Taliban Says OK For Afghanistan TAPI Gas Pipeline Work To Continue As Kabul Banks Reopen

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By Chris Devonshire-Ellis

Signs of normality returning as Afghani banks reopen and national infrastructure projects restart

Taliban spokesman Suhail Shaheen said that one of the group’s main priorities, once it has established itself in power in Afghanistan, is to push ahead with the TAPI gas pipeline that Turkmenistan hopes will link its gas fields to consumers in Pakistan TAPI is supposed to cross Afghanistan and the Turkmen government had worried that the reemergence of the Taliban may undermine its plans.

Yesterday, the Taliban announced that Afghanistan’s banks, including the Central Bank, would reopen today and urged employees to return to work. Mohammed Idris, a previously little known official has been appointed as Acting Central Bank Governor. The World Bank, acting under US pressure, has suspended its aid program to the country in response.

Concerning TAPI, the Turkmen section of the pipeline is near completion, with the country eager to commence exports. They are not alone: Russian gas companies Rosneft, Lukoil, and Gazprom are all eager to take part in developing oil and gas fields in Turkmenistan, while India is energy poor and needs supplies.

The Turkmenistan–Afghanistan–Pakistan–India Pipeline (TAPI), also known as Trans-Afghanistan Pipeline, is being developed by the Galkynysh – TAPI Pipeline Company Limited with participation of the Asian Development Bank. The pipeline will transport natural gas from the Galkynysh Gas Fields in Turkmenistan and run through Afghanistan into Pakistan and then to India. Construction on the project started in Turkmenistan on 13 December 2015, work on the Afghan section began in February 2018, and work on the Pakistani section was planned to commence in December 2018 but has been delayed, in part due to problems with Covid-19. India has already completed its part of the pipeline.

The 1814-kilometer pipeline has been designed for a 30-year period and is expected to supply about 33 billion cubic meters (bcm) of gas per year from Turkmenistan’s giant Galkynysh gas field through the Afghan cities of Herat and Kandahar, as well as the Pakistani cities Quetta and Multan. The pipeline ends at the Indian city of Fazilka, located near its border with Pakistan.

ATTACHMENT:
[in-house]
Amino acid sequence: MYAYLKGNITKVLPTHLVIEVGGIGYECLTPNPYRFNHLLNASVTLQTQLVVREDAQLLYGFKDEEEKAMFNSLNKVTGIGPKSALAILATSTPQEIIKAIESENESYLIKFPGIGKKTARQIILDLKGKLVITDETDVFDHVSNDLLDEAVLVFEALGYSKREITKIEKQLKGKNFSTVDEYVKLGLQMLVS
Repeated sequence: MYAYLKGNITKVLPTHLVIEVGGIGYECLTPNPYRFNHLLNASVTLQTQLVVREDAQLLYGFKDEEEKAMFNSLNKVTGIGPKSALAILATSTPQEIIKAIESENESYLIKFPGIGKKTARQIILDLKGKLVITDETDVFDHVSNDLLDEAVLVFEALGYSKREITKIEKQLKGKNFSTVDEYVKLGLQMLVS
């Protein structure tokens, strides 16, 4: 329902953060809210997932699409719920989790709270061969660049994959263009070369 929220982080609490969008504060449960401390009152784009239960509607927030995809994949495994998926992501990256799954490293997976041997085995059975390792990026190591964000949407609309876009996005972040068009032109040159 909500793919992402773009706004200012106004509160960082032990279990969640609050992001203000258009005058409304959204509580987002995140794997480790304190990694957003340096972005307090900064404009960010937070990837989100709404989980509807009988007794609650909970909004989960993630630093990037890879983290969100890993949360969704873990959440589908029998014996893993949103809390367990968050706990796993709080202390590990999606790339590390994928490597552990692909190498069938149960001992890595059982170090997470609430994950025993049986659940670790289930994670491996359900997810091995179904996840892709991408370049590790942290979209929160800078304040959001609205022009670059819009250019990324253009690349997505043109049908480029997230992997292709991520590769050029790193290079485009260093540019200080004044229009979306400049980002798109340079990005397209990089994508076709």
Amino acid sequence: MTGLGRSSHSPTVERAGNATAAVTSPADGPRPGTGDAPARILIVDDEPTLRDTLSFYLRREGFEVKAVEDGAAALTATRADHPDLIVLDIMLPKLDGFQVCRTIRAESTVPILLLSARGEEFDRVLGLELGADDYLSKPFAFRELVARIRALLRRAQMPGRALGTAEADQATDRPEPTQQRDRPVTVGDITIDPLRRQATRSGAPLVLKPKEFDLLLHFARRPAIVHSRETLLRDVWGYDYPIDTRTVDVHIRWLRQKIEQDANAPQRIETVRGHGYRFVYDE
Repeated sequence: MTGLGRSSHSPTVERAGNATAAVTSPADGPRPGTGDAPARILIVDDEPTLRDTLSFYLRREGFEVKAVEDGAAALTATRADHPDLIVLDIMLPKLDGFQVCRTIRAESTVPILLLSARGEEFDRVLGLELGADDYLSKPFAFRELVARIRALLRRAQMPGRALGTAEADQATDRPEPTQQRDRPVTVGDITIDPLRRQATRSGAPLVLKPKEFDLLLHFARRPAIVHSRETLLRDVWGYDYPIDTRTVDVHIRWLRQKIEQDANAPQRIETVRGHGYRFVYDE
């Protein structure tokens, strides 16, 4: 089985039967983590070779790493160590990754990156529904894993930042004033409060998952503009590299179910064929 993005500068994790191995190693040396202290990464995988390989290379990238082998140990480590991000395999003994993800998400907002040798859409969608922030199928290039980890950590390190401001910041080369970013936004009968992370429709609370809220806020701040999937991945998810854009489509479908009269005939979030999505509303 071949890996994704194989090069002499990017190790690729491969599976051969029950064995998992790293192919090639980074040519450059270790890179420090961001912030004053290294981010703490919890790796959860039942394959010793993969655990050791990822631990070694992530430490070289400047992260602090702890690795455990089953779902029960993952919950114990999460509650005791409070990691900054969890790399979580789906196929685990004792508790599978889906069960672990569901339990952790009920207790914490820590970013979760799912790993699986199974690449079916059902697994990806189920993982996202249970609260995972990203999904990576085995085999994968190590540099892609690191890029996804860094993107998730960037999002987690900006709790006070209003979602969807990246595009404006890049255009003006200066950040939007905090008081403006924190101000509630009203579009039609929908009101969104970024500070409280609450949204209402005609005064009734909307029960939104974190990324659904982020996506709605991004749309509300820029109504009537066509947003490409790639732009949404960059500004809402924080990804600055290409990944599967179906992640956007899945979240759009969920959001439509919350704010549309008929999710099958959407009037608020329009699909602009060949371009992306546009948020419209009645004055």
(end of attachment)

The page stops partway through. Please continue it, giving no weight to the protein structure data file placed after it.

Five bcm out of the entire volume will be absorbed by Afghanistan, while Pakistan and India will receive 14 bcm each. There have also been discussions about China joining the route. If so, this would require the building of a new link from Pakistan to China. This could act as alternative to Chinese plans to build a fourth China-to-Turkmenistan pipeline, which has to cross several mountain ranges, meaning it would be cheaper and easier for China to build a line from Pakistan across the Karakoram Range to its Western border.

For the Taliban, securing the TAPI pipeline has been a major part of their drive to power in Afghanistan. TAPI will not only provide energy resources to the country, but also provide revenues in the form of transit fees.

Having a Taliban Government in place has not been the ideal solution for Central Asia, China or Russia, however the onus is now on providing the Taliban with security in terms of governance as the alternative would be a slide into what could be an ongoing civil war. The Taliban are considered the better option, which is why China, Russia and other regional powers such as Pakistan and to some extent India and Iran will support a Taliban regime – at a time when the West appears to have tried its best to destabilize the region, and cut off any financial assistance. The US also holds Afghanistan’s Sovereign Gold Deposits and has refused to release them. Motivations for doing so are the rich gas fields in Central Asia in addition to the mineral wealth in Afghanistan. Both China and Russia will be looking for stability, including with the Taliban to both access these commodities and retain the peace. The United States would prefer this wealth not to have been inherited in this fashion, and it remains to be seen if further attempts at destabilizing Afghanistan will continue.

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Silk Road Briefing is written by Dezan Shira & Associates. The firm has 28 offices throughout Asia, and assists foreign investors into the region. For strategic advisory and business intelligence issues please contact the firm at silkroad@dezshira.com or visit www.dezshira.com